Creative Living: Interview with Maarit Hänninen

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One of my favourite ways to stay inspired is to read about how other people put their creativity into practice and learn to live creative lives. Every so often, I’ll be interviewing someone who is letting their creative light shine. Hopefully, these folks will inspire you as much as they inspire me. 

Maarit reached out to me recently to see if I would be interested in collaborating and I instantly fell for her work and had to say yes. She's a linocut printmaking based in Amsterdam and had a similar struggle as mine with not getting started on her artistic journey until her mid-twenties. Now she produces stunning drawings and prints and has made this gorgeous video documenting her process. 

What sort of creative work do you do?  

I love making all sorts of stuff with my hands and experimenting with different mediums. Most recently I've been focusing mainly on linocut printmaking, but I also make commission portraits here and there.  

Have you always thought of yourself as a creative person? Why or why not?  

In visual arts, not really, in other crafts maybe more so. I loved drawing as a child, but because my older brother was better at it than I was, I felt like I could never compete with him, so I pretty much just gave up. But secretly I always kept dreaming about being good at drawing.  

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How did you get started?  

I left Finland and moved to Amsterdam (NL) in my early twenties. I had never really found my thing, so I felt like I had to see what else is out there. Suddenly, I found myself surrounded by all these young artists, and a culture that supports and feeds creativity in a different way than what I was used to. There's art everywhere in this city and I wanted to be part of it. I realized that the only thing I've ever wanted to be really good at is drawing, and that I just needed to follow through with it. So, I started doodling.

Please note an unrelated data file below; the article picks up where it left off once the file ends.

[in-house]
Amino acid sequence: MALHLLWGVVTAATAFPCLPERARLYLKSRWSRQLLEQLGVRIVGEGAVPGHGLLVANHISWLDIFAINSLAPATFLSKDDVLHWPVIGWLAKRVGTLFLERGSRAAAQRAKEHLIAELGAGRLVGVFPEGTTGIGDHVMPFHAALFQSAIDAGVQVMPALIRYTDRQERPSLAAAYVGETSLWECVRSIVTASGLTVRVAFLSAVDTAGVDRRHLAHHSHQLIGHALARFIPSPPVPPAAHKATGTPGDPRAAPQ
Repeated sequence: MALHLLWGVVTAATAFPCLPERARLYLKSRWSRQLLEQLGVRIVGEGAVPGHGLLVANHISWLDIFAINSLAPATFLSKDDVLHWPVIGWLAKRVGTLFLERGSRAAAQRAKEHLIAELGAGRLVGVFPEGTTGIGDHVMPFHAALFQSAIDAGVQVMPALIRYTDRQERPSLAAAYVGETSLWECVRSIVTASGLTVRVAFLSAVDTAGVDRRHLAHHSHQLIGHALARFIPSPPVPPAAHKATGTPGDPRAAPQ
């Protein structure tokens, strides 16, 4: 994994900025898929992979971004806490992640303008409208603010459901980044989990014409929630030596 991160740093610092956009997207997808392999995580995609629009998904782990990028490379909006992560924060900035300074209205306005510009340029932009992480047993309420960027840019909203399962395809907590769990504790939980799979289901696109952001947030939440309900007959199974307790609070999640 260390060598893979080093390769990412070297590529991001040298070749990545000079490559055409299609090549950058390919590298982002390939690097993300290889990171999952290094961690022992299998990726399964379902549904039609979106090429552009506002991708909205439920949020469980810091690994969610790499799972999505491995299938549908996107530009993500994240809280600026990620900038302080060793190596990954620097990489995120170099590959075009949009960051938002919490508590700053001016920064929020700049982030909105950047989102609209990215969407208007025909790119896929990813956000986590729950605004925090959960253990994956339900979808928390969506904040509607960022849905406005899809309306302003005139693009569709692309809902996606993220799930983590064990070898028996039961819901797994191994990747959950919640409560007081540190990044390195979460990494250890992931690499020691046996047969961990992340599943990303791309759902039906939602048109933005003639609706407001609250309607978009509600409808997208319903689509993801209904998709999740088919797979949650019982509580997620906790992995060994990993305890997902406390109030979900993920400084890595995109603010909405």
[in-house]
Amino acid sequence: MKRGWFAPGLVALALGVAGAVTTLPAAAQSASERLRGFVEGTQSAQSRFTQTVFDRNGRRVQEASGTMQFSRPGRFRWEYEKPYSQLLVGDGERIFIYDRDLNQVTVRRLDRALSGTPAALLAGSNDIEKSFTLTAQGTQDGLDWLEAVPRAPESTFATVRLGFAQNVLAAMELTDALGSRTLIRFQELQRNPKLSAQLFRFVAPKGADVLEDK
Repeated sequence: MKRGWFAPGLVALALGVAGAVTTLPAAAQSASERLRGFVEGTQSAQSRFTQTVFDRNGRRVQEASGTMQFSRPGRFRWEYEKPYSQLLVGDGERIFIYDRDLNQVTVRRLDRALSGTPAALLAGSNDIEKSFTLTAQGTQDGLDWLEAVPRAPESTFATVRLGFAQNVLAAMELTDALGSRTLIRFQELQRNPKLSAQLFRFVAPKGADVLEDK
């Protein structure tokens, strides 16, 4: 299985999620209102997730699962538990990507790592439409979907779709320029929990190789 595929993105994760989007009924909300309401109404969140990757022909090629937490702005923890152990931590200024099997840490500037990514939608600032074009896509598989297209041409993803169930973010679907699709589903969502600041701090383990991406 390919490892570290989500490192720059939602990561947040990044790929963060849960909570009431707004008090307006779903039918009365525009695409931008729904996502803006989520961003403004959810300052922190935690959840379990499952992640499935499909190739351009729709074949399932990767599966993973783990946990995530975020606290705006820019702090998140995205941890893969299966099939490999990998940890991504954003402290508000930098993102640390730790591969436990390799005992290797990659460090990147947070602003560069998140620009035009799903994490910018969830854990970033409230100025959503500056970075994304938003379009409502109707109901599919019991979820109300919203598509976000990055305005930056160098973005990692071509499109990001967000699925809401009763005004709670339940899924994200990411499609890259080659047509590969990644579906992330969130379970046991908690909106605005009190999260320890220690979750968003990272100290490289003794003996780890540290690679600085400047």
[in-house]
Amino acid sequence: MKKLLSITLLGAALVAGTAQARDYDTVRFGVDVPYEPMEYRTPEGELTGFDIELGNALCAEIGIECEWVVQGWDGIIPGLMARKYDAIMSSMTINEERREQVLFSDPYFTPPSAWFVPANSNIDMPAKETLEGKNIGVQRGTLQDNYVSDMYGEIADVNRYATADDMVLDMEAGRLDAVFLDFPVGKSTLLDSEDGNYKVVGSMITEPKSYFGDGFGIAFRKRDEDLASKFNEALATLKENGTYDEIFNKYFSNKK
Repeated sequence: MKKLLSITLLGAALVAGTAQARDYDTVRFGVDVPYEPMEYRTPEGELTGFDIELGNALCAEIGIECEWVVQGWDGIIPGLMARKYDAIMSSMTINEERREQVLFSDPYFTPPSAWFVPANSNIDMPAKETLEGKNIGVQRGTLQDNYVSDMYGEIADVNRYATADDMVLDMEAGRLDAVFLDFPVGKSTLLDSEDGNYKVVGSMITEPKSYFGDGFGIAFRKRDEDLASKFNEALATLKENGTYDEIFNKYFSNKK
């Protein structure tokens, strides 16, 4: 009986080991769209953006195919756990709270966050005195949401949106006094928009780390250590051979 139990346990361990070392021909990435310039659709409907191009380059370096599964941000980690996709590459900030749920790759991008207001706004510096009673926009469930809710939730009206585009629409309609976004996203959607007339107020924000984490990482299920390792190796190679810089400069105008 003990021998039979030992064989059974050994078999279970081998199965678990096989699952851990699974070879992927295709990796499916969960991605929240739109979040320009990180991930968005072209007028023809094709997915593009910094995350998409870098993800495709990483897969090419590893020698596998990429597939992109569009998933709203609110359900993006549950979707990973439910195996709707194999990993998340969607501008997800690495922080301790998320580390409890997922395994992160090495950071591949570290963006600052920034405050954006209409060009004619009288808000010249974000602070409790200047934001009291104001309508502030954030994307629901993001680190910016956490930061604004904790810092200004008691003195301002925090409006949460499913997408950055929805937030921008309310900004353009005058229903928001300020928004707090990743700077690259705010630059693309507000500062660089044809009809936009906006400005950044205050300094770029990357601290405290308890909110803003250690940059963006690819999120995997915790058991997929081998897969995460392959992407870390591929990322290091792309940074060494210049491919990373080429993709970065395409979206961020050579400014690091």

What’s your process like?  

When I come across a theme that I like, I usually start by just sketching some quick thumbnails to get the idea and the composition on paper. I don’t always use these sketches right away (or at all) – it might take me months to return to them. During this time the concept slowly grows, and sometimes I end up combining different sketches with one another. Once a design is finished, it's ready to be turned into a printing block and so on.    

What or who inspires you? 

People who are able to ignore their inner critics and create art that feels right. Children are a great example of this. 

What’s your biggest creative struggle and how are you coping with it?  

I'm very critical about my work and find it sometimes hard let my creativity flow. I try to be less technical and trust my intuition more. But at the same time, I'm aware that without my critical nature I would not have the drive to keep improving my art. It's a double-edged sword.  

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What’s your # 1 tip about everyday creativity?  

Practice every day. I know I don't always do this myself, but when I do, it just comes easier. It's hard to get back to the flow after long periods without practicing. 

What are you working on next?  

I want to continue printmaking. There's so much I'd like to try with it: printing on textiles, making more linocut videos, creating bigger pieces and using multiple blocks to add more colors. I'd also like to do more collaborations and maybe even licensing.  

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Where can we find you online? 

Website

Instagram

YouTube

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